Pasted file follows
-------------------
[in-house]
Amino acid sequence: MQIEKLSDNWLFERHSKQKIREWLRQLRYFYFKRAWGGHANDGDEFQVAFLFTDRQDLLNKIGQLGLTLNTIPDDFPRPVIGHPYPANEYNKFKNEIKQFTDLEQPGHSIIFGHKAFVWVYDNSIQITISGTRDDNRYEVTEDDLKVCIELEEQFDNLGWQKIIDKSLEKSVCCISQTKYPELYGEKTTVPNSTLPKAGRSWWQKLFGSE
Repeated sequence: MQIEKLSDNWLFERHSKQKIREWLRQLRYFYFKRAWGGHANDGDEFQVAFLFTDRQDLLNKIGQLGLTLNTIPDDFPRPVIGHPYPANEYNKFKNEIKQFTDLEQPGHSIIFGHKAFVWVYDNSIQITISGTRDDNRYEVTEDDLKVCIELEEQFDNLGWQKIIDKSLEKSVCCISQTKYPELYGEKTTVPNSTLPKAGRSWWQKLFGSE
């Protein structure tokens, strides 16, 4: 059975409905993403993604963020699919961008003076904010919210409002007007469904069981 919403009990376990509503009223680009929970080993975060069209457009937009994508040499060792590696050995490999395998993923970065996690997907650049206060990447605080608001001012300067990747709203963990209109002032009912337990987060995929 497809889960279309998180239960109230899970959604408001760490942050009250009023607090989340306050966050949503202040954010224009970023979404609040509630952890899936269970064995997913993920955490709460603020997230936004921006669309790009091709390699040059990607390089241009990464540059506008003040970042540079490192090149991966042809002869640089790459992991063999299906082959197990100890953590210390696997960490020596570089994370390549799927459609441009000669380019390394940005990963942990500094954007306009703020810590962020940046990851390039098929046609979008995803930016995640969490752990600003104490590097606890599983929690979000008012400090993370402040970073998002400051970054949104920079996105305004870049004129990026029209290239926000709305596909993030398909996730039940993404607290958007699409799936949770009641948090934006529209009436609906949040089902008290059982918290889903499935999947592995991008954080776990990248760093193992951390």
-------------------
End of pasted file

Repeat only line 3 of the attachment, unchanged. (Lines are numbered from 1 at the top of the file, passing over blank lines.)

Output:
Repeated sequence: MQIEKLSDNWLFERHSKQKIREWLRQLRYFYFKRAWGGHANDGDEFQVAFLFTDRQDLLNKIGQLGLTLNTIPDDFPRPVIGHPYPANEYNKFKNEIKQFTDLEQPGHSIIFGHKAFVWVYDNSIQITISGTRDDNRYEVTEDDLKVCIELEEQFDNLGWQKIIDKSLEKSVCCISQTKYPELYGEKTTVPNSTLPKAGRSWWQKLFGSE